Tuesday, July 10, 2018

The Black Sea Queen

If Turkey is edging out of NATO as it shifts to an Islamist-friendly autocracy that seeks an independent role within the sphere of the former Ottoman Empire, how will Turkish control of the Bosporus and Dardanelles straits effect NATO naval missions in the Black Sea?

The Montreux Convention governing warship use of the straits addresses the transit of warships through the straits, but auxiliary vessels even in the transit situation are a gray area.

Wouldn't auxiliary cruisers in the Black Sea that don't transit the straits nullify any convention restrictions on numbers, tonnage, and duration of time in the sea?

Maybe non-Black Sea states like America could use modularized auxiliary cruisers to fill the gap if Turkey becomes too unreliable as an ally or leaves/is expelled from NATO. Instead of The AFRICOM Queen, as I described, maybe The Black Sea Queen could be just as valuable in this situation.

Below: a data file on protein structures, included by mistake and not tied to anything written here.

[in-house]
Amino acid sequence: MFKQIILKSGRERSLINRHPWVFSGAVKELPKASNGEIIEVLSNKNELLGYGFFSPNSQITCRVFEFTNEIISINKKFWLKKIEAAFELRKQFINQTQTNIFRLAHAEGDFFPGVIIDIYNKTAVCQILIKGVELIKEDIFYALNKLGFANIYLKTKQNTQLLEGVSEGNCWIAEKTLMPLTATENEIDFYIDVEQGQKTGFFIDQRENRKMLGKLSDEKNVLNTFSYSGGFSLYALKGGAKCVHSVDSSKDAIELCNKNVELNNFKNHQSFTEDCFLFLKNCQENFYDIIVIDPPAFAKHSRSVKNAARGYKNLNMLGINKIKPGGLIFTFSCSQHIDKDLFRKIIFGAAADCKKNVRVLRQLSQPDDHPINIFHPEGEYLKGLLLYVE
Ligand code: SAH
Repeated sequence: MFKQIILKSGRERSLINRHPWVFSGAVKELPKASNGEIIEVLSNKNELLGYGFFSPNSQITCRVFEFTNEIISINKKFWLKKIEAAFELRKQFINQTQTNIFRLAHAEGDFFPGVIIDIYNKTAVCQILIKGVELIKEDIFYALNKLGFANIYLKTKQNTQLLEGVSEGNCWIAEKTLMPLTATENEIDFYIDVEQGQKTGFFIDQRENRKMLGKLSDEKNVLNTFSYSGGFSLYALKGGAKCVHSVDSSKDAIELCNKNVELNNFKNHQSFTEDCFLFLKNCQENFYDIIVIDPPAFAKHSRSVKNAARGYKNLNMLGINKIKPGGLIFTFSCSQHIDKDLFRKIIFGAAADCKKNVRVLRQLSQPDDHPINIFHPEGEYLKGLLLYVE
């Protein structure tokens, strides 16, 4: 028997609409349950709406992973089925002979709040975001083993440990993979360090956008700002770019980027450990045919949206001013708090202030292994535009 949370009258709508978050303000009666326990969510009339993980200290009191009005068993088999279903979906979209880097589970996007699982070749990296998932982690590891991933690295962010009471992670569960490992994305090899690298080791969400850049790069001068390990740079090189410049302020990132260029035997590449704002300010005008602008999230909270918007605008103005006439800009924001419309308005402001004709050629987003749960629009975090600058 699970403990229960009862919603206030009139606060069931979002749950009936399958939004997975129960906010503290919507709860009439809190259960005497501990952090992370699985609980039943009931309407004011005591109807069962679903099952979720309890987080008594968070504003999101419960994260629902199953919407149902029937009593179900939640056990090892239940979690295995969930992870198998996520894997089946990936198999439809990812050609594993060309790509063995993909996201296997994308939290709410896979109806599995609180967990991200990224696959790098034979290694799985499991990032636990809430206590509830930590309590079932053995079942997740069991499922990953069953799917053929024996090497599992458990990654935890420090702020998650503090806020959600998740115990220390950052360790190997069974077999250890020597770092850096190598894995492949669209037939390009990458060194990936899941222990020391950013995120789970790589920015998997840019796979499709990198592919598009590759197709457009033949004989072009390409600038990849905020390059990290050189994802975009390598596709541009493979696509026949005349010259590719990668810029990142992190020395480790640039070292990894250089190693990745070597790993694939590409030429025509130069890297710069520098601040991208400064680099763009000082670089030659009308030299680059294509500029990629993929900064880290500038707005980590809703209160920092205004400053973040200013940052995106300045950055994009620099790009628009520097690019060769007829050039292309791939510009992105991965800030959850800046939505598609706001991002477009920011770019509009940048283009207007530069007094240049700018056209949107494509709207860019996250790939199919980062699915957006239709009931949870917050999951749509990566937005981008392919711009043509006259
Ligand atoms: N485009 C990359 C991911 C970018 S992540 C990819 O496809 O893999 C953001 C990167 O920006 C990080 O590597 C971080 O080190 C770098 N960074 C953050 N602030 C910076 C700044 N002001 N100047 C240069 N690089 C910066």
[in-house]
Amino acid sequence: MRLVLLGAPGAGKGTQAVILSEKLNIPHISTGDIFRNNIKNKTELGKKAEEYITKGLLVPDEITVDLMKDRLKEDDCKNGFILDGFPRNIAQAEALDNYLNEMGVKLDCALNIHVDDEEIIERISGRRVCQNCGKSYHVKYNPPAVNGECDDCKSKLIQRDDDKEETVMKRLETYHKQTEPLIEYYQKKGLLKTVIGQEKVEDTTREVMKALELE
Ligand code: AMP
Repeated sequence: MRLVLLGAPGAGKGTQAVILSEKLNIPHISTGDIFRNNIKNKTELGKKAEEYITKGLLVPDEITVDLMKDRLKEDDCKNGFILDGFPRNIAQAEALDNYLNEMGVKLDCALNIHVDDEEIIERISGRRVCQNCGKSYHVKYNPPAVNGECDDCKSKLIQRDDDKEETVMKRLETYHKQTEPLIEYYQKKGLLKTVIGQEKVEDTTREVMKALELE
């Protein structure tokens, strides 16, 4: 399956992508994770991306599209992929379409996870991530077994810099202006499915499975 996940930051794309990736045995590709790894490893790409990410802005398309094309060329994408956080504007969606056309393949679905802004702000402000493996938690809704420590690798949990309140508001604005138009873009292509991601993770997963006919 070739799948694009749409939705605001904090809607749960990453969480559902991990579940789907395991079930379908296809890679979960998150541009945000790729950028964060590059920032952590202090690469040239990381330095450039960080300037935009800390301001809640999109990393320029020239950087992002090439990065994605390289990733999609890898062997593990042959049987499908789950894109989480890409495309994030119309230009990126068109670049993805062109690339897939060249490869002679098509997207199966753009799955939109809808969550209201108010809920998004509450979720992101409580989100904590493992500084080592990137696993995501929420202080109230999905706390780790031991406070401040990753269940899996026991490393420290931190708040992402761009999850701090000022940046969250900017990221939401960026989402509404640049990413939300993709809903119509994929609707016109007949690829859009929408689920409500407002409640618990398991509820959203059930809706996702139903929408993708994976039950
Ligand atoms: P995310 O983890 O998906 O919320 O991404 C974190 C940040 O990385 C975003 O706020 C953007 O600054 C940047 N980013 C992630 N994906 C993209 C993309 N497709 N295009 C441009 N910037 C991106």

Container ships would not have a problem as civilian ships moving through the straits in peacetime. And if the system containers were shipped overland to Romania and Bulgaria to be installed on the container ship to create a warship, we'd have an instant flotilla. Could we argue that limits on time outside powers can keep warships in the Black Sea don't apply if the warships don't enter the Black Sea through the straits?

Because the warship isn't a warship when it passes through the straits. And the weapons and systems and even crew wouldn't go through the straits at all.

But even if there are time limits that apply, wouldn't pulling whatever systems off of the modularized auxiliary cruiser erase its status as a warship and reset the clock without having to remove the ship from the Black Sea?

I had mentioned this option among others for getting around convention restrictions following the 2008 Russo-Georgian Goons of August War that Russia initiated.

And given that America does not recognize Russian occupation and annexation of Ukraine's Crimean Peninsula, options seem more important than ever.